Your Outer Banks vacation should be great experience where you return year after year and make the best memories. Therefore, before you hit the beach, it's important that you educate yourself on rip currents and learn about practicing ocean safety.
What are Rip Currents?
Rip currents can occur at any beach with breaking waves and most often form at low spots or breaks in sandbars and near structures like piers, jetties and groins. The National Oceanic and Atmospheric Administration (NOAA) officially defines rip currents as “a localized current that flows away from the shoreline toward the ocean, perpendicular or at an acute angle to the shoreline.” In other words, rip currents are fast-moving currents of water that can pull even the strongest swimmer away from the shore. In fact, some rip currents have been measured to reach speeds of up to 8-feet per second, though most are typically at around 1 to 2-feet which is still fast enough to quickly pull a swimmer away from the shore.
According to the U.S. Lifesaving Association (USLA), more than 80 percent of the surf beach rescues performed by lifeguards each year involve rip currents and they account for at least 100 deaths each year at U.S. surf beaches. So how can you protect yourself?
Check Local Conditions Before Swimming
Although beaches along the US coast all have their own methods of warning visitors of potentially dangerous currents, towns in the Outer Banks take heavy precaution due to the frequency of rips in the area. Before you pack your beach bags and head down to the sand for the day, take these steps:
- Check the local rip current forecast through the National Weather Service. Their website will let you zoom in to specific areas along the NC coast to check if there is a low, moderate, or high risk of rip currents.
- Look for red flags. Just because the sky is blue and sunny doesn't mean the ocean is safe. If you see a red "No Swimming" sign on the beach, do not get in the water! This could mean that rip currents have been identified or are extremely likely or even that the ocean is just too rough for swimming.
- Register for Dare County Emergency Alerts. Keep up to date with potentially dangerous weather conditions with Dare County's Emergency Management text/phone alert system.
- Learn to identify rip currents. They are not always easy to identify, but signs of rip currents include a break in the pattern of incoming waves; a channel of churning, choppy water; an area with a noticeably different water color; and a line of foam, seaweed or debris moving steadily seaward.
- Know how to swim never swim alone. The ocean is not like a pool or lake and the ocean along the NC Coast is very different than in other beaches you might have visited in the past. Respect the ocean and understand that it can be just as dangerous as it is beautiful. Never venture into the ocean alone and make sure you know how to swim.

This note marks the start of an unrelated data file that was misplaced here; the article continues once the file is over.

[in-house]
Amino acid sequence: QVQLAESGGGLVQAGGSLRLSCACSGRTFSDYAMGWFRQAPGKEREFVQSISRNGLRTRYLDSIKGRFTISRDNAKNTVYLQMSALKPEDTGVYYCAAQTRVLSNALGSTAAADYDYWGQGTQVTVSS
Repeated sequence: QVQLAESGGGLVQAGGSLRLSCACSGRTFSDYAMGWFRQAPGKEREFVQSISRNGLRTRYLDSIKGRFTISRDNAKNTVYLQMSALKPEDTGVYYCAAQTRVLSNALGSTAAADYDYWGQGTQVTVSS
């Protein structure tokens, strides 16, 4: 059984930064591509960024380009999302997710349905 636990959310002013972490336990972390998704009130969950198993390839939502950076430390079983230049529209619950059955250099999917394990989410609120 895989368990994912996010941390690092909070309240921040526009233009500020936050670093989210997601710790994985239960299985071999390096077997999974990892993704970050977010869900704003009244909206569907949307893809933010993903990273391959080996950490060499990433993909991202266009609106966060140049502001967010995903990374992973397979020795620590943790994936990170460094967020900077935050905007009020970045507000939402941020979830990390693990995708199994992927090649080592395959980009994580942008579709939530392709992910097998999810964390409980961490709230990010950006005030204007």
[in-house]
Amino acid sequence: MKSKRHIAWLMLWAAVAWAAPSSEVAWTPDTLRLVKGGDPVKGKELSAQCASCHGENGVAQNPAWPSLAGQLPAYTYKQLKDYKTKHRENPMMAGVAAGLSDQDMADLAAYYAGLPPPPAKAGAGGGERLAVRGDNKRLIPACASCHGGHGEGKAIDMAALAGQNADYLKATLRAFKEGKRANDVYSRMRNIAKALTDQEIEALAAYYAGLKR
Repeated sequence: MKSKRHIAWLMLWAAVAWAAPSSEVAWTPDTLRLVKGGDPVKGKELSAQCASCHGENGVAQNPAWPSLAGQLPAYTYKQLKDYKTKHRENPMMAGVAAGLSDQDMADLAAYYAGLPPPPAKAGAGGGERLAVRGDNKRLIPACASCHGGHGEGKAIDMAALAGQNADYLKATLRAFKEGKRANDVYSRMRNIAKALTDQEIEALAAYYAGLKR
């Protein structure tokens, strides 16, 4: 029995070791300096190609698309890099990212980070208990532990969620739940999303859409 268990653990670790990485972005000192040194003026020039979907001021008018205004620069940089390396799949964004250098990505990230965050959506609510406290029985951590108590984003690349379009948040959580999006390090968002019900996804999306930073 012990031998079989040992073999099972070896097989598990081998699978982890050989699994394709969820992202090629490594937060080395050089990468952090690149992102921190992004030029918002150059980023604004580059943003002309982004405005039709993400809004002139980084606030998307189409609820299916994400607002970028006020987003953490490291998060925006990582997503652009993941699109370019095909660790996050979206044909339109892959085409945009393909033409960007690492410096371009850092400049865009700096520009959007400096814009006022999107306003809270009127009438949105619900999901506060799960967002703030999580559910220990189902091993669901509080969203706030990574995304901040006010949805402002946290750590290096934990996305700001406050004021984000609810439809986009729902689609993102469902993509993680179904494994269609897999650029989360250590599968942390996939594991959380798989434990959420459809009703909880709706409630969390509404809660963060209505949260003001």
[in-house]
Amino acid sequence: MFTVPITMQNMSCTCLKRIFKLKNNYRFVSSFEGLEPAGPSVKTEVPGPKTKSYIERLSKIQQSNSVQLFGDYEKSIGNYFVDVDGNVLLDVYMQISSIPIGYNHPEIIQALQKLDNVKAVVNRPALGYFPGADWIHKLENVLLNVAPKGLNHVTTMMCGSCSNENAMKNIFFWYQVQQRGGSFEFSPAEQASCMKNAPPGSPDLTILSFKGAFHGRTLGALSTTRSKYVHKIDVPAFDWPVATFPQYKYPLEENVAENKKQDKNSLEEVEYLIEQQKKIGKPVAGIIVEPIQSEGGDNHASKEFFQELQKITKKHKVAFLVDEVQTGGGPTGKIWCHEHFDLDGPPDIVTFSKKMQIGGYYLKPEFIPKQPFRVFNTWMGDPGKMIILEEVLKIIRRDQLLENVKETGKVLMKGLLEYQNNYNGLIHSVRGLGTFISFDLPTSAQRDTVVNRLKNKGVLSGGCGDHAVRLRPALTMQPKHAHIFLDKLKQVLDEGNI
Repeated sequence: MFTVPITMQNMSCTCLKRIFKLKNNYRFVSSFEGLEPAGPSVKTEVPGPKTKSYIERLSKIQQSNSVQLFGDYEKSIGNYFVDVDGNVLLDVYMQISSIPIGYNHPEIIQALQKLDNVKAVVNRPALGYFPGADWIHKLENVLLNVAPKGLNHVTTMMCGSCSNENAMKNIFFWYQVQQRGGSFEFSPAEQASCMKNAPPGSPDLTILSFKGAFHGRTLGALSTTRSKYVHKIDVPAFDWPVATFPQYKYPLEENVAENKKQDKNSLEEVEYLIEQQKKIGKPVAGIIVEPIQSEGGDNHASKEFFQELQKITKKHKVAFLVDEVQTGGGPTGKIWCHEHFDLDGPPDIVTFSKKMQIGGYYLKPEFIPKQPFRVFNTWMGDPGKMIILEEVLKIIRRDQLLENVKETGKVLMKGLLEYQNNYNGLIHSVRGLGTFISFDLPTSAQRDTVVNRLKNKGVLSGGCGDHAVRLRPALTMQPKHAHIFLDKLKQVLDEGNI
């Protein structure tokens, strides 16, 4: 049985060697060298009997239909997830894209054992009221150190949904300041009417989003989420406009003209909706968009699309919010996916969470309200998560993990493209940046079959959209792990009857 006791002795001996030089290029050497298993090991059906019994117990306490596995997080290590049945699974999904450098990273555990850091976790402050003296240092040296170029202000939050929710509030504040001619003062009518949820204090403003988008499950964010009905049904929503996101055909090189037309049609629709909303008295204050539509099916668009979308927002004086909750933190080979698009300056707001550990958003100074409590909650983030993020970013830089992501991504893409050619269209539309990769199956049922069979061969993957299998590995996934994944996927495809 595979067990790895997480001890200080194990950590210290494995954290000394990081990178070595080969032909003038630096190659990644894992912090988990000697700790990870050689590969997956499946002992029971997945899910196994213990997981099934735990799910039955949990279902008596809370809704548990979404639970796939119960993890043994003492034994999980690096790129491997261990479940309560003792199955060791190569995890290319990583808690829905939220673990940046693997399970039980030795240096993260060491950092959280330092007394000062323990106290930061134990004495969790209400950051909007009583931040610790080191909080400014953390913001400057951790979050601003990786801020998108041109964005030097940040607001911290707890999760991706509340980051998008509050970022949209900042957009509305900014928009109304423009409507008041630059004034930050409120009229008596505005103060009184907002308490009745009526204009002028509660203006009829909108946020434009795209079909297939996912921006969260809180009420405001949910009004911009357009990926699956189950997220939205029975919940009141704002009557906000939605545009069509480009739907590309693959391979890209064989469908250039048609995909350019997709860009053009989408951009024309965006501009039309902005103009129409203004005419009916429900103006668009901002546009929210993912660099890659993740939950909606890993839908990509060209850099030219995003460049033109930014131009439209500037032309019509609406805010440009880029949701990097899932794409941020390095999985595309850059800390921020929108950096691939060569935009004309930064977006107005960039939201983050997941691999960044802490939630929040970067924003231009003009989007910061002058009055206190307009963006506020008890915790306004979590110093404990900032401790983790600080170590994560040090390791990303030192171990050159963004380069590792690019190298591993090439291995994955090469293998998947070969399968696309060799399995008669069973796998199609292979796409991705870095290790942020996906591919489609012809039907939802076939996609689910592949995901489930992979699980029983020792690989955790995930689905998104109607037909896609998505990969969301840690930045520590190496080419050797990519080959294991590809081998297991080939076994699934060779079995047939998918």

- Swim near a lifeguard when possible. Outer Banks lifeguards are trained how to perform rescues in local water conditions which can shift quickly. Dare County's website has a complete and updated list of all beach accesses with lifeguards during the season. Also, make sure that you know your location before you head out on the beach, especially if you are not near a lifeguard. In the event that you need to call 911, emergency services will need to be able to find you quickly. If you are located on the oceanfront, be sure to know your home's address. If you've parked or walked to a beach access, know the name of the access or a nearby street. Be sure that you can describe if you have walked north or south of that access once you actually hit the beach. In the event of an emergency, every second matters.
What If You Get Caught In A Rip Current?
Despite a growing awareness of rip currents and an improvement in forecasting technology, rip currents can happen anytime and you may find yourself caught in one. Learning about rip currents and being aware of what is happening can help keep you safe. Even though it's a completely natural reaction to be scared if you find yourself being pushed away from the shore or unable to touch the bottom of the ocean floor, don't panic! A rip current is only so long and so wide—something you can escape from yourself or with someone else's help. Trouble happens when swimmers try to swim back to shore and exhaust themselves. No matter how strong of a swimmer you are, you won't be able to fight a rip current and trying will quickly exert all your energy and escalate the situation. Per the latest rip current safety guidelines:
- Don't panic—rip currents pull you away from the shoreline, but they do not pull you under.
- Don't swim against the current. Instead, swim parallel/horizontal to the shoreline until you are out of the current, and only then try to return to shore.
- If you are unable to escape the current, draw attention to yourself by waving or yelling while you steadily float/tread water.
- If you spot someone caught in a rip current, alert a lifeguard for help and call 911. If possible, throw a flotation device to the person caught in the current. If you are not properly trained in ocean rescue, you could easily get caught in the current and need rescuing yourself. If you do have to get in the water, never enter without a flotation device.
To learn more, watch these short videos and view the NOAA infographic below. To further your education about rip currents, check out this YouTube playlist from the National Weather Service with over 30 videos on identifying and surviving rip currents.